Information must be transferred between the inside and the outside of the chamber for each experiment. Feed-throughs are special types of connections that allow wires to transmit signals through the chamber walls. All power must come through hard wires, which means that new cables must be made by the team for each experiment.
One type of signal passed by the feed-through is the thermocouple temperature data. A temperature dependant current passes through the feed-through and is read automatically by a computer. Other leads were created to control other instruments inside the chamber, depending on the experiment. For example, four leads were necessary to supply power to the micro rover motors. Additional leads were needed to power the chamber camera and get the video output files. Our chamber camera is a highly sensitive security camera placed inside a vacuum sealed box with a viewing window, pictured below.
Once everything is secure and has been tested under ambient (non-vacuum) conditions to ensure it is working properly, the chamber is ready to pump down.
The LSL must be stepped down gradually before in order to get down to the required vacuum levels: approximately 10-7 torr, or 10 billion times less than atmospheric pressure. The LUNAR team must closely monitor temperature and pressure of the various pieces of equipment during this process to make sure nothing fails.
The switches for turning all of the LSL equipment on and off are found on the control panel, pictured below. The timing of when these switches are turned on and off is very important, so the team members have strict checklists they must follow. You can find a link to the checklists at the bottom of this page.
First, the team runs 99.9999% pure gas nitrogen through the chamber for several hours, so that the gas inside is all clean. Then, a pump is turned on to start creating a vacuum. It works by pushing the gas outside of the chamber, although this method is not very efficient. The vacuum chamber reaches full vacuum with several cold plates at different temperatures. The coldest cold plate condenses almost all gas, and is cooled by liquid helium to 4 degrees above absolute zero, or -452 F. However, it is the most delicate cold plate as well, so it is turned on last.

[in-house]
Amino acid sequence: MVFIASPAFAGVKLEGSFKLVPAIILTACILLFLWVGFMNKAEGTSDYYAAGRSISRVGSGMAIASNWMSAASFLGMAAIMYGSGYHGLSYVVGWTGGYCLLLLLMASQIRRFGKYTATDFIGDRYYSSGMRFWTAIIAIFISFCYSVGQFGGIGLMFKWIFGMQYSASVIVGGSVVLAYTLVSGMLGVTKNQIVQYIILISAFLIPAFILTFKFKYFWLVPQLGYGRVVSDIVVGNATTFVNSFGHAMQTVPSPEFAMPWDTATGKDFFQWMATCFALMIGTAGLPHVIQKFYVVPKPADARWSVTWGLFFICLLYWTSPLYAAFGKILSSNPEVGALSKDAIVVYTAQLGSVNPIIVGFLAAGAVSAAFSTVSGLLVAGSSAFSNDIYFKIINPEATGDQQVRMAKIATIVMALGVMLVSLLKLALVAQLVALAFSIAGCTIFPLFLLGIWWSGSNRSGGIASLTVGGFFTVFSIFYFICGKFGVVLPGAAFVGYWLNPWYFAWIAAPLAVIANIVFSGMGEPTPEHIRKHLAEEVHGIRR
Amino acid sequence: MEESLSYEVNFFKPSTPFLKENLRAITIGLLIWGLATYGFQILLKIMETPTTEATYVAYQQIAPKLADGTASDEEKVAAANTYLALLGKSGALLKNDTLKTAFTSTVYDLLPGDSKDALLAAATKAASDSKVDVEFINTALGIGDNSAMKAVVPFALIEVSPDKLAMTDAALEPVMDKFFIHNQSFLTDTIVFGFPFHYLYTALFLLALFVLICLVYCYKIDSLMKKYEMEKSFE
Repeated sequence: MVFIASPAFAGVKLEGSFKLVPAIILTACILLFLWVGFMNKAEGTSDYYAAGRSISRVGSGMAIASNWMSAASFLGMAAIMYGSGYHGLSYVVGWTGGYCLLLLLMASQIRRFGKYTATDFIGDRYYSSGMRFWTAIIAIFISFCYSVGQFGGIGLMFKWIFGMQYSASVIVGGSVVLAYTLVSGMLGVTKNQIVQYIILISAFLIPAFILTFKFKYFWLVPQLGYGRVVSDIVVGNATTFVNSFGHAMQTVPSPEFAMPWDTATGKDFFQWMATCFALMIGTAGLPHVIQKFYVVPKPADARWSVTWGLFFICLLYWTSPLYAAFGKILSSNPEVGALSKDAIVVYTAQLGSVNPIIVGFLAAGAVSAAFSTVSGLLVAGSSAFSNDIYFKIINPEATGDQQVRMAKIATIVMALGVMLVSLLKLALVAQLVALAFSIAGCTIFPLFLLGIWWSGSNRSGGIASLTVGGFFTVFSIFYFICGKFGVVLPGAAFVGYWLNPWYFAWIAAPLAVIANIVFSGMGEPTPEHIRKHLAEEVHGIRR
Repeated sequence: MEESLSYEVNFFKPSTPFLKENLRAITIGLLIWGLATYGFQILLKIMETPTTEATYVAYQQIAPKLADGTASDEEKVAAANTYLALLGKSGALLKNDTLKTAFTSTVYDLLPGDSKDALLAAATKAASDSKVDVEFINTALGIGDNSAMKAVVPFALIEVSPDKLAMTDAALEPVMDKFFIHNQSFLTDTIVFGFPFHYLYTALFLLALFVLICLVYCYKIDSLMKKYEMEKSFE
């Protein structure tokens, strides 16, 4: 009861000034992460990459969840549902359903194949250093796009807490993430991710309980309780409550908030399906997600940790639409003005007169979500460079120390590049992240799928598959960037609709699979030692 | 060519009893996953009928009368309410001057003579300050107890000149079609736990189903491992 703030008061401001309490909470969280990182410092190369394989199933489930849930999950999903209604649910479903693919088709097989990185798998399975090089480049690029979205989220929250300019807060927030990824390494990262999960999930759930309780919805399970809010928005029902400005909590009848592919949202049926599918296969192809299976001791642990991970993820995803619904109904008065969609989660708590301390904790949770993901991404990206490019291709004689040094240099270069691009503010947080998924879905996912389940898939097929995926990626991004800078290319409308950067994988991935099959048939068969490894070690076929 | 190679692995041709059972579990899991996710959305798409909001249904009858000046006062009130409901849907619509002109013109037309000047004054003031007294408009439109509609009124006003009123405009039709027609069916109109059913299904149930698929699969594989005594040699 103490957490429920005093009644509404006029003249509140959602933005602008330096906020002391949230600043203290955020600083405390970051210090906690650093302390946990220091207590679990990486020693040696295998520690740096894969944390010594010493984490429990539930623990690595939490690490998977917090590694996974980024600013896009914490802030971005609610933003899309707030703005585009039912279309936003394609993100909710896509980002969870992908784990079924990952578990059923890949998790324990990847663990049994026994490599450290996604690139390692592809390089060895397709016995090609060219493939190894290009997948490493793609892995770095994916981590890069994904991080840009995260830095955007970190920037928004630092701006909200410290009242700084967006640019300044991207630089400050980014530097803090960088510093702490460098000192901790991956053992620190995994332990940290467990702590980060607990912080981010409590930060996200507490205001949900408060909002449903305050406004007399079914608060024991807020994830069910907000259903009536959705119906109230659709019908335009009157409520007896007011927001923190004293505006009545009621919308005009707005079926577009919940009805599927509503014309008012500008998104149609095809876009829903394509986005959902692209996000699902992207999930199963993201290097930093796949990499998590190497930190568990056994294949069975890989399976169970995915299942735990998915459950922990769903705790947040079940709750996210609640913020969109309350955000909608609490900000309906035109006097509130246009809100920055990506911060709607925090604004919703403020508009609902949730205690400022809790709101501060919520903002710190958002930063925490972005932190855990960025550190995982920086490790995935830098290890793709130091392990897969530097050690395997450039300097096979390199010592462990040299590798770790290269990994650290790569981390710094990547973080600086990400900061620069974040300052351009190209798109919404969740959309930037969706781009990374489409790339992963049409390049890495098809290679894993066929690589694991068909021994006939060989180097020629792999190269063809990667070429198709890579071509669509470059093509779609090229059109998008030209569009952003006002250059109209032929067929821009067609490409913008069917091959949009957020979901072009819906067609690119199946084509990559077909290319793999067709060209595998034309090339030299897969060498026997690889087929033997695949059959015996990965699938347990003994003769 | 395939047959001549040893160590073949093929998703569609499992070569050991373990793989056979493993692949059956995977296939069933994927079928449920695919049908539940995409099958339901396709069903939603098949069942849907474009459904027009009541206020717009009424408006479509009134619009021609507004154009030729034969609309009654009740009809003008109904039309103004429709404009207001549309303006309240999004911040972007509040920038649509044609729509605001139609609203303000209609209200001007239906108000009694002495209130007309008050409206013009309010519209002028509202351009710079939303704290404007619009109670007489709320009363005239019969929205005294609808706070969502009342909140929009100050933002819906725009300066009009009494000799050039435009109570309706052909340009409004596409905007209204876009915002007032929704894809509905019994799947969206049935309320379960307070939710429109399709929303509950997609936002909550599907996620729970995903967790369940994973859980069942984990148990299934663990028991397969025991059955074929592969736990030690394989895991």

Once the chamber has reached full vacuum, temperature cycling can begin. For our daytime cycles, gas nitrogen is heated outside the chamber, and then run through tubing inside our thermally conductive plate inside. For the nighttime cycles, liquid nitrogen is run through the plate.
Several instruments outside the chamber begin to record data. For example, a multimeter was used to measure the conductivity of the copper coating that simulated the photon-collecting dipoles of the radio telescope during the Deployment Simulation experiment. The LUNAR team monitored and recorded this data for the entire duration of the experiment. The multimeter is pictured below.
Once the test has reached its conclusion, the team fills the chamber up with nitrogen to bring it up to atmospheric pressure. It is now time to remove the testing materials from the chamber. Depending on the experiment, the team members may perform more tests to determine the durability of the materials.
The team is now ready to move into the data analysis phase of the experiment. You can check out the results from our tests by following the Previous Tests link below.